Enlarged Spleen in Dogs

Enlarged Spleen in Dogs

An enlarged spleen is known as splenomegaly. This is not a disease; it is a clinical sign of some underlying disease process. The spleen has a number of functions that include:

  • Removal of cell fragments and old or damaged red blood cells
  • Holding tank for specialized white blood cells that aid in the cleanup of bacterial infections
  • Antibody manufacturing
  • Production of red blood cells and storage of blood

 The fact that your dog’s spleen has several functions makes for several possibilities as to why the spleen can become enlarged.

 

Signs & Symptoms of Enlarged Spleen

An enlarged spleen may lead to such symptoms as:

  • Diarrhea
  • Vomiting
  • Lack of appetite
  • Abdominal pain 
  • Lethargy and reduced activity
  • Weakness and even collapse
  • An appearance of discomfort when attempting activities
  • Bloating of abdomen

 

Causes of Enlarged Spleen

As mentioned above, there are many causes of splenomegaly. Some of the causes for an enlarged spleen in your dog are:

  • Bacterial, fungal, and parasitic infections that are affecting other organs may affect the spleen as well and cause splenic enlargement.
  • Any diseases that cause destruction of red or white blood cells and/or platelets. For instance anemia, leukopenia, and thrombocytopenia.
  • Congestive heart failure can lead to splenic enlargement.
  • Circumstances that lead to high blood pressure involving the venous system.
  • Bleeding and hematoma formation (bruising) in the spleen.
  • Tumors like hemangioma and hemangiosarcoma.
  • Splenic torsion

 For these reasons it is important for your veterinarian to run a variety of diagnostic tests in order to narrow the diagnosis field.

 

Diagnosis of Enlarged Spleen

Diagnosis begins with a complete history and a physical exam. The diagnostic path chosen will depend largely on the symptoms your dog has, and the availability of diagnostic tools your veterinarian has. Your veterinarian will be most likely to recommend some variation of the following:

  • Upon exam, the spleen is palpated (examined by touch) to determine size and shape.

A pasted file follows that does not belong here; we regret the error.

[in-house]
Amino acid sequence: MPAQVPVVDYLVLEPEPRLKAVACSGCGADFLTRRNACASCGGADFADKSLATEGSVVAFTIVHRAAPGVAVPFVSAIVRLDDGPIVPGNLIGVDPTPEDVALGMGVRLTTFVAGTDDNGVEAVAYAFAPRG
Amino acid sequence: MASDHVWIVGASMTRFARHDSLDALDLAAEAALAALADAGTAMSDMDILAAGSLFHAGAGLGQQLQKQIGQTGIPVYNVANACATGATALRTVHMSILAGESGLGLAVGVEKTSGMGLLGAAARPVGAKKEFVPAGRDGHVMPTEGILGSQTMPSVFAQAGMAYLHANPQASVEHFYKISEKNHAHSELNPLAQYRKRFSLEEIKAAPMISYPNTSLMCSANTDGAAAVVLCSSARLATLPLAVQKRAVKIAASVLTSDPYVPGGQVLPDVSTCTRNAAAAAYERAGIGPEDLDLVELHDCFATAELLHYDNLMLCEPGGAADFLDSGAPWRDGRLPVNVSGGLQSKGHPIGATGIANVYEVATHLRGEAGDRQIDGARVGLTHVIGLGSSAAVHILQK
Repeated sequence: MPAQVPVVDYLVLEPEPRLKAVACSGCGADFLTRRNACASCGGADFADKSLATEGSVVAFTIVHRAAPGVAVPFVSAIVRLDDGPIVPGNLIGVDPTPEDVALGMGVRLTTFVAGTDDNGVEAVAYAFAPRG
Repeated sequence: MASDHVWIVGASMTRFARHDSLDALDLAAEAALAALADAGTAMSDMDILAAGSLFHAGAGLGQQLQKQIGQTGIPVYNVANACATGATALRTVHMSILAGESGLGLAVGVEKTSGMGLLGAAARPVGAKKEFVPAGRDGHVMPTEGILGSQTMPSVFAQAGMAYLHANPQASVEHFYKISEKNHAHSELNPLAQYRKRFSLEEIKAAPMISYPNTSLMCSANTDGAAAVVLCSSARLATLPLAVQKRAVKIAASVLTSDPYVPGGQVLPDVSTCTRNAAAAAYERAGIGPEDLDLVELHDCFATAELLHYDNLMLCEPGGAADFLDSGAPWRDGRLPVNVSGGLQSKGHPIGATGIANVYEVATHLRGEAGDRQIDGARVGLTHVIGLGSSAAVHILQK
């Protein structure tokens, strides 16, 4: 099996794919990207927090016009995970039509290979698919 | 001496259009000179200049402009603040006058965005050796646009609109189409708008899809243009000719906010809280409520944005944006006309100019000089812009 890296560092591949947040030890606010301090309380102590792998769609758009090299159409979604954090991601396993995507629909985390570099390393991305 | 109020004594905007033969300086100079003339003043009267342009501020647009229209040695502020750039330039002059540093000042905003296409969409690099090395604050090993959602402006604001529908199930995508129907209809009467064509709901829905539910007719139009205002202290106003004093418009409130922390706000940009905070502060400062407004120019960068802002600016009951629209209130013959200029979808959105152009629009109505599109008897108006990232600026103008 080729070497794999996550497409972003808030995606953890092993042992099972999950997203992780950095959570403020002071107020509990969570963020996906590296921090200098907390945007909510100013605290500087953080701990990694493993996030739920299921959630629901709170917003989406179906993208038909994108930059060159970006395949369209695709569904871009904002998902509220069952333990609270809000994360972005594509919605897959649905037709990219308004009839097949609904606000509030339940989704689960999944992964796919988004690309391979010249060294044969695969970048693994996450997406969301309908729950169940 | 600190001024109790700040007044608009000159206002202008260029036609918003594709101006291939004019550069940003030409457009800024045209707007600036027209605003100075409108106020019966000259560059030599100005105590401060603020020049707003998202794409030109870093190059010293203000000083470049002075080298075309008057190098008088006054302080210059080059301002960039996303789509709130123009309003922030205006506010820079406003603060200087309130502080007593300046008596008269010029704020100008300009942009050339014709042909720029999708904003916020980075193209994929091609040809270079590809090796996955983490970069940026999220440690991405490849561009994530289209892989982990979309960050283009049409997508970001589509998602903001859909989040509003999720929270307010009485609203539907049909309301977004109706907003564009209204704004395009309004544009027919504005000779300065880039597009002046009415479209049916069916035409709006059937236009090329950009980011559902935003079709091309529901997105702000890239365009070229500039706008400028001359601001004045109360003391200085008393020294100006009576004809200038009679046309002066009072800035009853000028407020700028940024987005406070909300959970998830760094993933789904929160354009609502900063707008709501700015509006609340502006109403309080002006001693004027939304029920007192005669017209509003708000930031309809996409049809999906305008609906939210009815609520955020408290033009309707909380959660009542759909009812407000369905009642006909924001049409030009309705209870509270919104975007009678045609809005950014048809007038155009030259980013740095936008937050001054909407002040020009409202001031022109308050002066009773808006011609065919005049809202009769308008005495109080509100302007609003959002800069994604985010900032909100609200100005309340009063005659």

• CBC/Chemistry Panel - This blood test evaluates internal organ function, status of infection, electrolyte balance, and blood cell counts.
  • Coagulation profile - This blood test evaluates your dog’s clot forming ability. A common tumor of the spleen (hemangiosarcoma) is related to this blood function.
  • Urinalysis - This test will reveal the presence of red or white blood cells that indicate inflammation and/or infection. This test is normally used in a much broader scope, but for enlarged spleens your veterinarian will be looking more specifically for blood present in the urine as a diagnostic indicator.
  • Radiographs (x-rays) - Radiographs may be taken and are used to evaluate the appearance of the spleen and other related abdominal organs. 
  • Abdominal Ultrasound - An ultrasound of the spleen will help your veterinarian determine if there are tumors present on the spleen, and of course this also provides a medium for evaluation of the size of spleen. 
  • Fine needle (splenic) aspirate - A needle is inserted into the spleen and cells are removed. These cells undergo a cytological evaluation and can help determine the type of splenic disease that is present.

      

Treatment for Enlarged Spleen

The treatment plan for an enlarged spleen can vary. The ultimate decision will come down to test results that reveal the underlying process that is causing your dog’s spleen to be enlarged. Your veterinarian will most likely recommend one of the following treatment options available for splenomegaly:

  • Splenectomy - Surgical removal of the spleen; still the most common treatment plan.
  • Medications and supportive care - Based on the clinical findings, broad-spectrum antibiotics and treatment of symptoms may be a part of the treatment plan.

      

Prevention of Enlarged Spleen

There are currently no known preventive measures for an enlarged spleen in dogs.

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